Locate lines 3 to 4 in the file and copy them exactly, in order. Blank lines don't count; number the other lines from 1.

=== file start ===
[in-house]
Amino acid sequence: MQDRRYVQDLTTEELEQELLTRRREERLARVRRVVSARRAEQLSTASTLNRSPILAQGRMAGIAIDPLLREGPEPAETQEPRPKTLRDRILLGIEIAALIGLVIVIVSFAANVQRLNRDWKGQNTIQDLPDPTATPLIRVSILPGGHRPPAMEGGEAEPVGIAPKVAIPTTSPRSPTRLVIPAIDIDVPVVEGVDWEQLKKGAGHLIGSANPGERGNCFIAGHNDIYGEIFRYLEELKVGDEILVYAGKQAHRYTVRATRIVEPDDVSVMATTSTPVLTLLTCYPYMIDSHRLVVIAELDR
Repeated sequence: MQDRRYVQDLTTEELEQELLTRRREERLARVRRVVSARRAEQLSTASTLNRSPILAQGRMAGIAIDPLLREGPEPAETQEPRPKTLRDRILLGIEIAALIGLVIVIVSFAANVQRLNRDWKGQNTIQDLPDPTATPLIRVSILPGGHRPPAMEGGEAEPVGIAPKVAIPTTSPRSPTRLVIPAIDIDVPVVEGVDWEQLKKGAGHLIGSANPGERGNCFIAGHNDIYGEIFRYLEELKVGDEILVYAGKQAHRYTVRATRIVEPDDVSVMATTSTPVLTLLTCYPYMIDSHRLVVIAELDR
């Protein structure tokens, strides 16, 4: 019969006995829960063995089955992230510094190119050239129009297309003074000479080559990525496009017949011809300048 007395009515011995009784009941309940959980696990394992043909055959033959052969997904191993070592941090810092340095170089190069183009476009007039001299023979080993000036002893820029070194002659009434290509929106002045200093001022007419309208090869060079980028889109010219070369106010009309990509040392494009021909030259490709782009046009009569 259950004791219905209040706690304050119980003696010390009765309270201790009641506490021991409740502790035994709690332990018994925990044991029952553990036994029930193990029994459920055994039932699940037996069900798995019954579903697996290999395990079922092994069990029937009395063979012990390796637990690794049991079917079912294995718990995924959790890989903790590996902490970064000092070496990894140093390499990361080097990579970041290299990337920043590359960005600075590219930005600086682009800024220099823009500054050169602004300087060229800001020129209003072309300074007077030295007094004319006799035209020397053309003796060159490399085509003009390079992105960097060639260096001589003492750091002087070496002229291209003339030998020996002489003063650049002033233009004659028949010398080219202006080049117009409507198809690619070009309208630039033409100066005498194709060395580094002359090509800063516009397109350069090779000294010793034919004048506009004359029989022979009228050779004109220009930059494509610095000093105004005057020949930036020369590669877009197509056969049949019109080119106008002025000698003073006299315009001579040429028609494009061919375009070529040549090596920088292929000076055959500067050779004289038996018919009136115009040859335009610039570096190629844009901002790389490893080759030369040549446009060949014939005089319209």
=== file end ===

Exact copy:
Repeated sequence: MQDRRYVQDLTTEELEQELLTRRREERLARVRRVVSARRAEQLSTASTLNRSPILAQGRMAGIAIDPLLREGPEPAETQEPRPKTLRDRILLGIEIAALIGLVIVIVSFAANVQRLNRDWKGQNTIQDLPDPTATPLIRVSILPGGHRPPAMEGGEAEPVGIAPKVAIPTTSPRSPTRLVIPAIDIDVPVVEGVDWEQLKKGAGHLIGSANPGERGNCFIAGHNDIYGEIFRYLEELKVGDEILVYAGKQAHRYTVRATRIVEPDDVSVMATTSTPVLTLLTCYPYMIDSHRLVVIAELDR
């Protein structure tokens, strides 16, 4: 019969006995829960063995089955992230510094190119050239129009297309003074000479080559990525496009017949011809300048 007395009515011995009784009941309940959980696990394992043909055959033959052969997904191993070592941090810092340095170089190069183009476009007039001299023979080993000036002893820029070194002659009434290509929106002045200093001022007419309208090869060079980028889109010219070369106010009309990509040392494009021909030259490709782009046009009569 259950004791219905209040706690304050119980003696010390009765309270201790009641506490021991409740502790035994709690332990018994925990044991029952553990036994029930193990029994459920055994039932699940037996069900798995019954579903697996290999395990079922092994069990029937009395063979012990390796637990690794049991079917079912294995718990995924959790890989903790590996902490970064000092070496990894140093390499990361080097990579970041290299990337920043590359960005600075590219930005600086682009800024220099823009500054050169602004300087060229800001020129209003072309300074007077030295007094004319006799035209020397053309003796060159490399085509003009390079992105960097060639260096001589003492750091002087070496002229291209003339030998020996002489003063650049002033233009004659028949010398080219202006080049117009409507198809690619070009309208630039033409100066005498194709060395580094002359090509800063516009397109350069090779000294010793034919004048506009004359029989022979009228050779004109220009930059494509610095000093105004005057020949930036020369590669877009197509056969049949019109080119106008002025000698003073006299315009001579040429028609494009061919375009070529040549090596920088292929000076055959500067050779004289038996018919009136115009040859335009610039570096190629844009901002790389490893080759030369040549446009060949014939005089319209």